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Today's Weather: Abuja NG: Partly Cloudy, Day 360|Night 260

            
07 Aug Written by  Oris Aigbokhaevbolo

Whose Radio Is It Anyway?

One of the more memorable scenes in the film 'Rush Hour' has new arrival, Lee, fiddle with his host’s car stereo. The host, Carter, pauses and the audience can see him trying to comprehend what has just occurred. He finally recovers from the shock and admonishes the erring man:

“Don’t you ever touch a black man’s radio, boy!” It’s a scene every fare that has seen the film should be reminded of when moved to change the volume of a cab stereo.

To me, the fare has temporary ownership of the vehicle: the boot, the seats, the radio—especially the radio. The driver merely holds the steering wheel in trust; he holds the forte while the fare gets around to other things such as staring, daydreaming, sleeping.

Considering how often I get into mild altercations with drivers, I am sure they disagree.

Most are reluctant to confront the paying customer, so they adopt all manner of tricks. On a relatively long journey, the mischievous ones turn the dial down a few notches and increase it seconds later. It is a good trick and well, if you can think that fast you deserve the noise you crave.

This charity and praise of street-genius doesn’t come up always; sometimes the need to be the lesser man, the one who isn’t a fool, overrides the import of last Sunday’s homily. It is normally sufficient to give a practised glare or, if remote, an irritated bark. Naturally, the driver’s cooperation is needed.

Beneath the wooing smiles of a driver may lay a stubborn streak. So, it follows that a few passengers have been chucked out of a cab for insisting on silence. My practised glares have been met with counter-glares accompanied, sometimes, by a hint of menace. All of those times, I have contemplated alighting...but you know how inertia is: better to slink into the dank seats than to act like standing up to a cab driver is equivalent to standing up for human rights. I do not kid myself; I know the revolution would not be commuted.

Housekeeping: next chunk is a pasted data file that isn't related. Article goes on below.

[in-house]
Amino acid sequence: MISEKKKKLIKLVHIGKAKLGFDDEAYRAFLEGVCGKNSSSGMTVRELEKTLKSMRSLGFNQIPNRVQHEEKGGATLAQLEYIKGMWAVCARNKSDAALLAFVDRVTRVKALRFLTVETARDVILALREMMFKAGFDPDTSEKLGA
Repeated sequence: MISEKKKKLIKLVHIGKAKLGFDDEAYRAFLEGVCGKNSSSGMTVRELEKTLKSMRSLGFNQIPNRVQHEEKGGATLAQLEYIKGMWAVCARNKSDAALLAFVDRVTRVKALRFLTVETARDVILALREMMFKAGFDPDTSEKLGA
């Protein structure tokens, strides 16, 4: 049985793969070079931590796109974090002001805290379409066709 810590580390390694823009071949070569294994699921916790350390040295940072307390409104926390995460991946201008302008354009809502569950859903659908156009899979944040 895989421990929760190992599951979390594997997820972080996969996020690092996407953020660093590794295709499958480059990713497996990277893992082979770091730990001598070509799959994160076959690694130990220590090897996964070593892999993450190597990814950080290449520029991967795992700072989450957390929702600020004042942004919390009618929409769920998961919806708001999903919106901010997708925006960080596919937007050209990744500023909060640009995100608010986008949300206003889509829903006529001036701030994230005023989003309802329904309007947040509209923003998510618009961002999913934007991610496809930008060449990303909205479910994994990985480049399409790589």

It isn’t always bad. I have been introduced to good songs in cabs. But Abuja is different from Benin or Lagos where commuting vehicles even above radio stations, inform the average person of what is trending. So far only two episodes stand out: I recall the enthusiasm of a driver singing along SolidStar’s Omotena one night in Garki. The man’s enjoyment of the song was so infectious minutes after setting down I was humming the tune. I also heard Black Magic’s Repete for the first time in another cab. Perhaps there’s a cultural lesson in this since those songs are among the best Nigerian songs released in the last few years. There might be a market for a book titled Culture Lessons from Radio.

But, again, this isn’t Benin where one can listen to the complete works of Tuface, P-Square or any other pop hero, on a single trip within the city. Abuja doesn’t function that way. Abuja gives culture lessons in delicate sips; Benin, in slurps; Lagos, in drunken swigs.

Besides, music is not the only reason I stretch my hands towards car stereos. Certain moods reject both news, and the babble of on air personalities in love with their own voices; both delivered in a foreign accent. As the writer Chuma Nwokolo wrote, “...two Naija presenters laughing in American.” Those six words could be the FCT’s slogan.

Abuja cab drivers are eager listeners of the news. Probably because it provides a rich and varied fund for the fleeting, elliptical discussions cab drivers the world over are famed for. Or considering the fickleness of the Abuja administration, maybe they don’t want to be caught off guard when the administration decides to ban their enterprise. It happened to buses recently; who’s to say it cannot happen to cabs?

There is a chance the powers-that-be may outlaw commuters soon. Thus, for the moment, enjoying every cab ride is a sensible creed to go by— even if this means ignoring Carter’s counsel.

Dog